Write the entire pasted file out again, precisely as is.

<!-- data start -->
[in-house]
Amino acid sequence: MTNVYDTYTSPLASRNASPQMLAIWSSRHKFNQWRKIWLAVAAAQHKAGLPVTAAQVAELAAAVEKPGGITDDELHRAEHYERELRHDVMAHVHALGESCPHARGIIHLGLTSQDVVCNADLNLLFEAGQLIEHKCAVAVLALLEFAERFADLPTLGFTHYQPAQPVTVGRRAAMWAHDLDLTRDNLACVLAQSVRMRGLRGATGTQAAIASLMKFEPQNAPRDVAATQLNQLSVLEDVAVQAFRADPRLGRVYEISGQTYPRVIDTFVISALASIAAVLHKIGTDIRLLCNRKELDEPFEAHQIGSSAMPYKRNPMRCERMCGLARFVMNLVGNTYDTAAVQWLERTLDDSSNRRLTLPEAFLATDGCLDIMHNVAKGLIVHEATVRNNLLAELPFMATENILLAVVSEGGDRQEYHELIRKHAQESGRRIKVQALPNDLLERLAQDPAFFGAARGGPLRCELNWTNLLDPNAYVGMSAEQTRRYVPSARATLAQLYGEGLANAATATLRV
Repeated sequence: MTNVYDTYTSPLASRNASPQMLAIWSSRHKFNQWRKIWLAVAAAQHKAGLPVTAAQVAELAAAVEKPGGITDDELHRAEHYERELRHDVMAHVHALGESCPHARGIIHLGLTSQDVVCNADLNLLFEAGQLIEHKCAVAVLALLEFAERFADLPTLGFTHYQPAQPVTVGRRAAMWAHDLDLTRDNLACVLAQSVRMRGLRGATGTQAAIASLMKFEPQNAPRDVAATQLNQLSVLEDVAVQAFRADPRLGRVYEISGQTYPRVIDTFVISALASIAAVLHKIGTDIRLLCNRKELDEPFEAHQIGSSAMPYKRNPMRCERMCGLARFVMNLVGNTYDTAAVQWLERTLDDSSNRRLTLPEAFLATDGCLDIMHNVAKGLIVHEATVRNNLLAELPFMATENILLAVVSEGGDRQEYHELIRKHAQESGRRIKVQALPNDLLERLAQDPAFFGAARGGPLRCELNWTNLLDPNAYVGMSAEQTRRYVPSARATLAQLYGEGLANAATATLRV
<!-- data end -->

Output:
[in-house]
Amino acid sequence: MTNVYDTYTSPLASRNASPQMLAIWSSRHKFNQWRKIWLAVAAAQHKAGLPVTAAQVAELAAAVEKPGGITDDELHRAEHYERELRHDVMAHVHALGESCPHARGIIHLGLTSQDVVCNADLNLLFEAGQLIEHKCAVAVLALLEFAERFADLPTLGFTHYQPAQPVTVGRRAAMWAHDLDLTRDNLACVLAQSVRMRGLRGATGTQAAIASLMKFEPQNAPRDVAATQLNQLSVLEDVAVQAFRADPRLGRVYEISGQTYPRVIDTFVISALASIAAVLHKIGTDIRLLCNRKELDEPFEAHQIGSSAMPYKRNPMRCERMCGLARFVMNLVGNTYDTAAVQWLERTLDDSSNRRLTLPEAFLATDGCLDIMHNVAKGLIVHEATVRNNLLAELPFMATENILLAVVSEGGDRQEYHELIRKHAQESGRRIKVQALPNDLLERLAQDPAFFGAARGGPLRCELNWTNLLDPNAYVGMSAEQTRRYVPSARATLAQLYGEGLANAATATLRV
Repeated sequence: MTNVYDTYTSPLASRNASPQMLAIWSSRHKFNQWRKIWLAVAAAQHKAGLPVTAAQVAELAAAVEKPGGITDDELHRAEHYERELRHDVMAHVHALGESCPHARGIIHLGLTSQDVVCNADLNLLFEAGQLIEHKCAVAVLALLEFAERFADLPTLGFTHYQPAQPVTVGRRAAMWAHDLDLTRDNLACVLAQSVRMRGLRGATGTQAAIASLMKFEPQNAPRDVAATQLNQLSVLEDVAVQAFRADPRLGRVYEISGQTYPRVIDTFVISALASIAAVLHKIGTDIRLLCNRKELDEPFEAHQIGSSAMPYKRNPMRCERMCGLARFVMNLVGNTYDTAAVQWLERTLDDSSNRRLTLPEAFLATDGCLDIMHNVAKGLIVHEATVRNNLLAELPFMATENILLAVVSEGGDRQEYHELIRKHAQESGRRIKVQALPNDLLERLAQDPAFFGAARGGPLRCELNWTNLLDPNAYVGMSAEQTRRYVPSARATLAQLYGEGLANAATATLRV